FAO in Zimbabwe

Zimbabwe at a glance

Zimbabwe is a landlocked southern African country with a total land area of over 39 million hectares, with 33.3 million hectares used for agricultural purposes. The remaining 6 million hectares have been reserved for national parks and wildlife, and for urban settlements. The country comprises of four physio-geographic regions, which are the Eastern Highlands, the Highveld, the Middle veld and the Low veld. Zimbabwe borders with Botswana, the Republic of South Africa, Mozambique, and Zambia. It has a population of 12.084.304 inhabitants, of which 41.9% are below the age of 15 years.

Sectors relevant to FAO

The Crop Production Sub-Sector: Crop production in Zimbabwe has been a technical pursuit involving government, the private sector, development partners and farmers. The leading commercial crops are tobacco, cotton, soya bean, maize and horticultural crops. Maize, a cereal produced by 85% of rural farmers with an average national yield of 1.39 metric tons per hectare, is also the country's staple crop and accounts for a substantial proportion of the arable land cropped and inputs applied. However, while over 75% of the country’s districts claim cereal sufficiency, only 29% of rural households and 58% of urban households are food secure. The country is prone to recurrent droughts and flooding largely as a result of climate change and variations in weather and rainfall patterns. Zimbabwe has the potential to irrigate 366,000 ha, of which the equipped area is 181,000 ha, while the equipped area that is actually irrigated is only 124,000 ha. The crop sub-sector also continues to face a myriad of challenges relating to low production and productivity, limited investment in irrigation infrastructure, the limited number of, and access to existing input and output markets, including limited access to finance, among others.

The Livestock Production Sub-Sector: Livestock play an important role in local farming systems, as they offer opportunities for risk coping, farm diversification and intensification, and provide significant livelihood benefits. The key livestock species in the country are cattle, goats and poultry. The national beef cattle numbers increased from 5,443,770 cattle in 2019 to 5,478,648 during 2020. The average national calving rate is 39%, the cattle offtake rate is 6% while the mortality rate is 9%. Milk production is currently 67 million litres annually from a herd size of 14,000 milking cows, which falls well below the 120 million litres demanded annually. Smallholder cattle production systems are characterized by subsistence, extensive and production systems with a slow rate of commercialization. The Goat Breeders' Association of Zimbabwe estimates that there are between 3 and 4 million goats in Zimbabwe . Overall day old chick production decreased by 2.5% from 73.4 million in 2019 to 71.4 million in 2020 . Livestock production systems are constrained by climate change, prolonged dry seasons, poor nutrition and inadequate dry season feed, high stockfeed prices, transboundary pests and diseases, erratic dipping schedules, high livestock mortalities, and lack of market access.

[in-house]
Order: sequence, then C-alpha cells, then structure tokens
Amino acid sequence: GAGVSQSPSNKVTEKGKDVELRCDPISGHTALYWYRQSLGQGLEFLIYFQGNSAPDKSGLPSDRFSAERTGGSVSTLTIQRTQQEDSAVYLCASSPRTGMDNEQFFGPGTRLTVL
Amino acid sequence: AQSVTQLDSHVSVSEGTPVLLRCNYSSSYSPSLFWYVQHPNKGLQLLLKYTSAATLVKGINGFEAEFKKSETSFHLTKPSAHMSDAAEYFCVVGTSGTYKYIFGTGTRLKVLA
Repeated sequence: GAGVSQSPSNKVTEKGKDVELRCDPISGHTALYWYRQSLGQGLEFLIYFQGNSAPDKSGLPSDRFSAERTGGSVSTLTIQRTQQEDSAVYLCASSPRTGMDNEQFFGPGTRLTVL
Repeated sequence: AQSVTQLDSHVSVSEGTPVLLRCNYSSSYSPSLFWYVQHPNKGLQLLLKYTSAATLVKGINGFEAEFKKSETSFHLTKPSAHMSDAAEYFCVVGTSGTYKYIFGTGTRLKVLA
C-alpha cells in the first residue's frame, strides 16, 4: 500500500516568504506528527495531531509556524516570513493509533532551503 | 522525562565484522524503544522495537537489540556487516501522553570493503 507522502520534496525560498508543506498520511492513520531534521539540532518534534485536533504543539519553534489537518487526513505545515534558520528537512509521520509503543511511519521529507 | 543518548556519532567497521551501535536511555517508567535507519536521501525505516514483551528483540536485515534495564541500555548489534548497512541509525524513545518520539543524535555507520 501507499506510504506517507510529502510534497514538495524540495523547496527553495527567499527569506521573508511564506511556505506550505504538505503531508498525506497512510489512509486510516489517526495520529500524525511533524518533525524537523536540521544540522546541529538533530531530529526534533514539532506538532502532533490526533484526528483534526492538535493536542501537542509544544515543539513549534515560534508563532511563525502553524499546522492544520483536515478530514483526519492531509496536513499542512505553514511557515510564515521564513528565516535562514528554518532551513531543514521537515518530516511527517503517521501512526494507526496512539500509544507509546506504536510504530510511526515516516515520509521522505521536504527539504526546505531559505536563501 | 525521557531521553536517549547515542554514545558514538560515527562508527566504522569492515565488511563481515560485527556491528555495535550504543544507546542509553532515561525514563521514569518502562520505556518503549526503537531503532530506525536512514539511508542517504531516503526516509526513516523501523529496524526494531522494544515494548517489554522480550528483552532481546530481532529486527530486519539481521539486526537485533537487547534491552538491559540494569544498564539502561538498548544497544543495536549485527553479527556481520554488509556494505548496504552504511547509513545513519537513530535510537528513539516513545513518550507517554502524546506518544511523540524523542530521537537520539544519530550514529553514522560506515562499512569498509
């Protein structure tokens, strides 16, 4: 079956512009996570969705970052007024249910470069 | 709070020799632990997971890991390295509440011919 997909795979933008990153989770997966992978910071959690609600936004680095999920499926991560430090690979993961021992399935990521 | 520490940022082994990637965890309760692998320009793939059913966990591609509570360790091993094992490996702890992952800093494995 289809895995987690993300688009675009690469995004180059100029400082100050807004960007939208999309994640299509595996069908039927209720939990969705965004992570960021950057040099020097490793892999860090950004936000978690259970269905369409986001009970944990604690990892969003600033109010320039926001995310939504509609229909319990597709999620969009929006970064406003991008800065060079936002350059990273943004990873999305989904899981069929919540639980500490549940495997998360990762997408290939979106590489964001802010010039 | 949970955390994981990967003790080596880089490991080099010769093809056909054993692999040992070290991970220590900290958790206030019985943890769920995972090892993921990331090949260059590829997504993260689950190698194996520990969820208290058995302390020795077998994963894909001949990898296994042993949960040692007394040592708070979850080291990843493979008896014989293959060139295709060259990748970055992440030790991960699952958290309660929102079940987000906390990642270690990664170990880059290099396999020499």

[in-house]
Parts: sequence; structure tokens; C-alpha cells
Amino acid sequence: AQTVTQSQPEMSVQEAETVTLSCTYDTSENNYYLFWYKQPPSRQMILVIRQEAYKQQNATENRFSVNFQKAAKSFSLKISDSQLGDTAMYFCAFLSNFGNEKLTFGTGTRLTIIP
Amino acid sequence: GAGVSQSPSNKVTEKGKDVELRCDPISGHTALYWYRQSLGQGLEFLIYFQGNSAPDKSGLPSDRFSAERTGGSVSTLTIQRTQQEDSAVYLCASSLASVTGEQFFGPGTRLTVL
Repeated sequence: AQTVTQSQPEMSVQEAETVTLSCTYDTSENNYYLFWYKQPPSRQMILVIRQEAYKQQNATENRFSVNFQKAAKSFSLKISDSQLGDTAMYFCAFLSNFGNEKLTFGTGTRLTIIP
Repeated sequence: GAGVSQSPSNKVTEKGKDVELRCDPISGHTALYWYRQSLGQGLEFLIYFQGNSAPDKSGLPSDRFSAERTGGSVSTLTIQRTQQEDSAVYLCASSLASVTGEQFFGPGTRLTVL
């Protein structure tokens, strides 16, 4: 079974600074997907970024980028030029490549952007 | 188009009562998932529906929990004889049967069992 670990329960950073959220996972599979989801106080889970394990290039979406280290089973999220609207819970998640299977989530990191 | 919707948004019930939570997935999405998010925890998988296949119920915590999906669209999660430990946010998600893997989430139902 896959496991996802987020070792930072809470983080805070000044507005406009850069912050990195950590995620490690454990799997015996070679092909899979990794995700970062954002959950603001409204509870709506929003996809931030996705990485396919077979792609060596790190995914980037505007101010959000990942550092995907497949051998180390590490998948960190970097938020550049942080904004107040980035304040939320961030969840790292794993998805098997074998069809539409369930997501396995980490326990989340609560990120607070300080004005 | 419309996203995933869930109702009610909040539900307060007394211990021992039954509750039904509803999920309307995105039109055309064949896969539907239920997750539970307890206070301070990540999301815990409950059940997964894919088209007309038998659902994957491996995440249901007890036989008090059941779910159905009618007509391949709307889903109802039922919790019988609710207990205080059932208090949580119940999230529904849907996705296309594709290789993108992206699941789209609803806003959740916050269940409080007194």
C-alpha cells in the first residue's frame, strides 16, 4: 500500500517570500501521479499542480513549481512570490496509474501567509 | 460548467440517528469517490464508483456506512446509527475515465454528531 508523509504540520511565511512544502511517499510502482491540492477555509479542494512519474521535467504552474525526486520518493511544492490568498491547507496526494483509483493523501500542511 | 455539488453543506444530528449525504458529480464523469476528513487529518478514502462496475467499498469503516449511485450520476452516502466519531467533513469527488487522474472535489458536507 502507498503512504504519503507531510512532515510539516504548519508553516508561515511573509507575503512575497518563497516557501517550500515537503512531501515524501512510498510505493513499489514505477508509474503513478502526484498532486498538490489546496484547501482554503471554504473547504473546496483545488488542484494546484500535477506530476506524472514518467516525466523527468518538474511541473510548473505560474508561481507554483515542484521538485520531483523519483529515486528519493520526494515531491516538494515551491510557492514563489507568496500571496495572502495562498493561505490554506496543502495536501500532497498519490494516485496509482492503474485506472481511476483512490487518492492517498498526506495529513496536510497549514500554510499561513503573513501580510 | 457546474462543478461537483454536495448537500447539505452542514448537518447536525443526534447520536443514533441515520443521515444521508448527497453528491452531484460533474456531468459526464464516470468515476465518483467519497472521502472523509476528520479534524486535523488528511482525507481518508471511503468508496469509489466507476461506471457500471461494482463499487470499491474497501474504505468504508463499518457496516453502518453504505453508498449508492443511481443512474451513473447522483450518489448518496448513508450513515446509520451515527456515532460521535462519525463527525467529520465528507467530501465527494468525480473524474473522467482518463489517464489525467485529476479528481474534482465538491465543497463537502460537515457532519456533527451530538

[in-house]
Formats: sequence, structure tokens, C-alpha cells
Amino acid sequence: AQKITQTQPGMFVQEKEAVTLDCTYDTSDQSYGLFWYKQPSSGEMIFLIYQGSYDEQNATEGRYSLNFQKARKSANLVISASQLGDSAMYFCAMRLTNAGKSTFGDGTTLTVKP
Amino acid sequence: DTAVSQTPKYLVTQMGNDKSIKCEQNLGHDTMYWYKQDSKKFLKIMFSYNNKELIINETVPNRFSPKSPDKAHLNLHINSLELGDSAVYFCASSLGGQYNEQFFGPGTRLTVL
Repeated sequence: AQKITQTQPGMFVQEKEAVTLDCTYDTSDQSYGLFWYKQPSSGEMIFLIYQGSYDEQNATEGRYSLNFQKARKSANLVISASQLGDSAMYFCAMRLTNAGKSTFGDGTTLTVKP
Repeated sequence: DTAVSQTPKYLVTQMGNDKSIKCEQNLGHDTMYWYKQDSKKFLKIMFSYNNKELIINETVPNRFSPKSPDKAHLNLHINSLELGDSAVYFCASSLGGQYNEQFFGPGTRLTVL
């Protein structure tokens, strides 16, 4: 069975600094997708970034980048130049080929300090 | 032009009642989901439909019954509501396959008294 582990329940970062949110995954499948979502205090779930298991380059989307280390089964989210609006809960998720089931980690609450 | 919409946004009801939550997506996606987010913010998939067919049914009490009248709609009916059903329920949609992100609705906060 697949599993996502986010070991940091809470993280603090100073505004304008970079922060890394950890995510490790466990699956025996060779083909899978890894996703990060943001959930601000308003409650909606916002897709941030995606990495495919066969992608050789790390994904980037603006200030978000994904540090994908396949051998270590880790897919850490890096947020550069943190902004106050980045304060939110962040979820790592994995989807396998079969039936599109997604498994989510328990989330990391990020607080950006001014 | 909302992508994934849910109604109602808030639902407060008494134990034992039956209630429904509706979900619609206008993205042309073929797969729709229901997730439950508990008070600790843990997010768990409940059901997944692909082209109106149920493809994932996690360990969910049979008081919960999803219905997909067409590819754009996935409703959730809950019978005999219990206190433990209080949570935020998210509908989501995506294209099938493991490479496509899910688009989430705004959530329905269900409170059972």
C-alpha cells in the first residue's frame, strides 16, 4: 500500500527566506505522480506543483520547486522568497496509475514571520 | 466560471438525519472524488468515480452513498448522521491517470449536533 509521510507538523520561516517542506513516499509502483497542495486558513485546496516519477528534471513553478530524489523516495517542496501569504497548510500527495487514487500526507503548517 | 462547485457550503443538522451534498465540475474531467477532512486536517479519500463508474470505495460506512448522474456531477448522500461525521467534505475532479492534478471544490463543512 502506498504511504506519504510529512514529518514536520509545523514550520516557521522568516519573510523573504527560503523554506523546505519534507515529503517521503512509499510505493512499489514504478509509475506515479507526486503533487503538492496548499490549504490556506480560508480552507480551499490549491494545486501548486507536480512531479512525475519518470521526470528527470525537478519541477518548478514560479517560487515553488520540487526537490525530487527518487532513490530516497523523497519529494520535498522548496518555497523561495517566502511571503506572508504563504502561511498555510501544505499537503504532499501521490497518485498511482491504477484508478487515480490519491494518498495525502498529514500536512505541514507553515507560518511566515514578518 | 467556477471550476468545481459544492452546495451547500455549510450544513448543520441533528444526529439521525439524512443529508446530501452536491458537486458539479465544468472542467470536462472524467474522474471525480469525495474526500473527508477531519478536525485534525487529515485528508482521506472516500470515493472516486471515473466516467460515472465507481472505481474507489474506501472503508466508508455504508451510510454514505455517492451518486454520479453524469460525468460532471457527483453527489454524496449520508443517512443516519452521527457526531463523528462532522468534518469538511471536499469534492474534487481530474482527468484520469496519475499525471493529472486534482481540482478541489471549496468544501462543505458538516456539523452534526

The Forestry Sub-Sector: Forests, woodlands, bushlands and wooded grasslands cover about 55 percent of Zimbabwe’s land area and are made up of indigenous forests and plantations of exotic commercial species. Zimbabwe is dominated by the dry Miombo woodland, which covers in excess of 17 million hectares . The country also has a well-developed plantation forest resource base covering some 155,353 hectares (about 0.4 percent of the country's total land area) . Some 71 percent of the planted area is under softwoods (pines), 13 percent under hardwoods (eucalyptus) and 16 percent under wattle. The forestry sector contributes about 3% to the GDP and employs about 14,600 people, largely from exotic plantations and commercial indigenous timber . Existing opportunities include enhancing benefits from insatiable demand for commercial indigenous hardwoods, the commercialisation of Non-Timber Forest Products (NTFPs), support for crop and livestock production, and protecting forests as a habitat for wildlife which is the basis of tourism. It is also critical to sustainably manage forests, diversify livelihoods sources and build communities’ capacity to withstand shocks in times of crises.